Tuesday

16th Apr 2024

Questions on commissioner Suica's wealth still linger

  • 'Suica is not the best person for the commissioner for demography and democracy - since transparency is among the key values for democracy,' Croatian NGO Gong told EUobserver (Photo: European Parliament)

Questions about both family wealth and EU values still hang over the new EU commissioner for democracy and demography, Croatia's Dubravka Suica.

Ahead of her appointment as a member of the new commission, doubts over the value of her property, lack of transparency and possible conflict of interests belatedly surfaced in Brussels.

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However, in her native Croatia, public scrutiny over how the 62-year old former school teacher became so rich around 20 years ago started years ago - she has three houses and two apartments in Croatia, a cottage in Bosnia, a yacht, and three cars.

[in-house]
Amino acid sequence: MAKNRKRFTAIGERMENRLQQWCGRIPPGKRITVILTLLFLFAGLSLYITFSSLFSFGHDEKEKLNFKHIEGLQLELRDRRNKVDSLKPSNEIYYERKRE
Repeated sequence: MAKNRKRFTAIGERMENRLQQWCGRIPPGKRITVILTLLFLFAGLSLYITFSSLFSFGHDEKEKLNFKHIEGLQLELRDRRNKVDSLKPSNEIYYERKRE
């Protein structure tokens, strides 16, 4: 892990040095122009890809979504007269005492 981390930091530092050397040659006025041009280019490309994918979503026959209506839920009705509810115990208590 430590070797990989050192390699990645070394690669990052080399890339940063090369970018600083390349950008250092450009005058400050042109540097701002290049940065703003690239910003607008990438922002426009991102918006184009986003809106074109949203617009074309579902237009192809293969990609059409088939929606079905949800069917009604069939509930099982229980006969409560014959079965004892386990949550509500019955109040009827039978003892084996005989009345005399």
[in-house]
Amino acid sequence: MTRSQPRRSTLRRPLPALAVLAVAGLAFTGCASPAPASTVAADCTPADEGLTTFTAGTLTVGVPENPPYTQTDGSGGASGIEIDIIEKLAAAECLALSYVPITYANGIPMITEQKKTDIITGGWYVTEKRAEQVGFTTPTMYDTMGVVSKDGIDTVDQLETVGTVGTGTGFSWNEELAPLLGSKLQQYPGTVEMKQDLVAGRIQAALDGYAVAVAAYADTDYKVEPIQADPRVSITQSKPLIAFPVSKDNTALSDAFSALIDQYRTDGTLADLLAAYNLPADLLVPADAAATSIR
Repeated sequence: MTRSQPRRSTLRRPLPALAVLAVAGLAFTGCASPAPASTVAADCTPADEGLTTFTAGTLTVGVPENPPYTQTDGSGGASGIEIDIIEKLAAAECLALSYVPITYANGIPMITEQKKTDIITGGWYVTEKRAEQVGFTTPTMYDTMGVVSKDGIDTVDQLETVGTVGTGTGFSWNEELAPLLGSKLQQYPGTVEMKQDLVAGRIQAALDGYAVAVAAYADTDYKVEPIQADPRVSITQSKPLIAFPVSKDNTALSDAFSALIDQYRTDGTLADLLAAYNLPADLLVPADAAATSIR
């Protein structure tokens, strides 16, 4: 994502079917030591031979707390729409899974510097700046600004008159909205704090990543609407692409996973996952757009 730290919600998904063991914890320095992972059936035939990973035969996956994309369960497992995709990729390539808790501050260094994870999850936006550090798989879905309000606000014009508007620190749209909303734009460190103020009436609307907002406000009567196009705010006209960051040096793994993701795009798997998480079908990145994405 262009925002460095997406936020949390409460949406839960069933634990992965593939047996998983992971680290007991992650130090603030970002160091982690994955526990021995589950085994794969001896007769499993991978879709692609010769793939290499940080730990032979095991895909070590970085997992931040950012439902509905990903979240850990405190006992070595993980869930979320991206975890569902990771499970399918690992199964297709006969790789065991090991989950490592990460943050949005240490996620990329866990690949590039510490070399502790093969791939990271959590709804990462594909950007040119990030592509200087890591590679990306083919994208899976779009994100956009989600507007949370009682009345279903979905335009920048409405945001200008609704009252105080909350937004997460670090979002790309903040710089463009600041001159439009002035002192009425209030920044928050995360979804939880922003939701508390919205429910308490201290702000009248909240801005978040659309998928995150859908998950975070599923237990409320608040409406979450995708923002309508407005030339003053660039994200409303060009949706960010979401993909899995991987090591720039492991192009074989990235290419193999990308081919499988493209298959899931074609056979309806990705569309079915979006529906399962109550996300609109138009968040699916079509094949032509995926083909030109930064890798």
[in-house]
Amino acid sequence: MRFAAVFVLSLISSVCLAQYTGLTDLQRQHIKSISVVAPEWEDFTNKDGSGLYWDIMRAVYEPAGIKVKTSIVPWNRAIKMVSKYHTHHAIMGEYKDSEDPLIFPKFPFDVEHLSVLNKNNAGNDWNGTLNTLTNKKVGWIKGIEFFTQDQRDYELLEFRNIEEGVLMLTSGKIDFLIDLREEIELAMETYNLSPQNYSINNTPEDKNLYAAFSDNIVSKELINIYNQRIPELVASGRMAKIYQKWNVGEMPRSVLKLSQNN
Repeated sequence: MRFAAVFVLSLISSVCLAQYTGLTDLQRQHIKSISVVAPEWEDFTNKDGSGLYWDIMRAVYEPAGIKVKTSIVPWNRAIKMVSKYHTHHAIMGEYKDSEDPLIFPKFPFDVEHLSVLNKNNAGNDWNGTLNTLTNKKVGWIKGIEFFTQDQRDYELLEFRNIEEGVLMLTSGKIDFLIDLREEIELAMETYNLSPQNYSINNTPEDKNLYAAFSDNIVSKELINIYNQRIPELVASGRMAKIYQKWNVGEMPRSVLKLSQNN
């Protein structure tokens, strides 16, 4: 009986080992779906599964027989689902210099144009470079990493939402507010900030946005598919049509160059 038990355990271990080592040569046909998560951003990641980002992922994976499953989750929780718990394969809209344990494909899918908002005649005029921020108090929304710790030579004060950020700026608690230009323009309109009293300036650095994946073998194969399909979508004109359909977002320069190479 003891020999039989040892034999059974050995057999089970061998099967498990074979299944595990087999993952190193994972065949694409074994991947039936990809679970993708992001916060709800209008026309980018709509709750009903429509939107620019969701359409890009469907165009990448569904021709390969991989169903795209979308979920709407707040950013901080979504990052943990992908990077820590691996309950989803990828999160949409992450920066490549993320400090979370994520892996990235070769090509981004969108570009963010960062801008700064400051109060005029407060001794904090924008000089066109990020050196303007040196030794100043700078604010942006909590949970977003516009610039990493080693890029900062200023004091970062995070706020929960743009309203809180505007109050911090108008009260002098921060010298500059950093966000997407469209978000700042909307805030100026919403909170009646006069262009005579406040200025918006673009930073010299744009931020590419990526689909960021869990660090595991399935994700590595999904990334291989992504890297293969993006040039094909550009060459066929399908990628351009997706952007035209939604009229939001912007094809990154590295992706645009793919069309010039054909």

Various Croatian media have reported her properties as worth a total of €5m - something which Suica has dismissed as "fake news". However, she declined to publish documents that would corroborate her account.

However, the Croatian NGO Gong, with the support of the country's information commissioner, appealed to the Croatian conflict of interest commission to request access to the "private" declaration file of Suica from 2000 to 2012 - now seen by EUobserver.

Suica was a member of the Croatian parliament from 2000 to 2011. But, in parallel, she also was the mayor of Dubrovnik from 2001 until 2009. This was a period with a long list of controversies, reported by the Croatian media, including disputes with local journalists.

"I feel confident about the so-called "disclosure" as I have always declared my assets according to the rules of institutions where I was serving. No conflict of interest ever existed and therefore I see no reason for raising this subject again," Suica told EUobserver.

According to Gong, "Suica's objection to publishing information about her property reflects a persistent culture of secrecy from the political class in Croatia".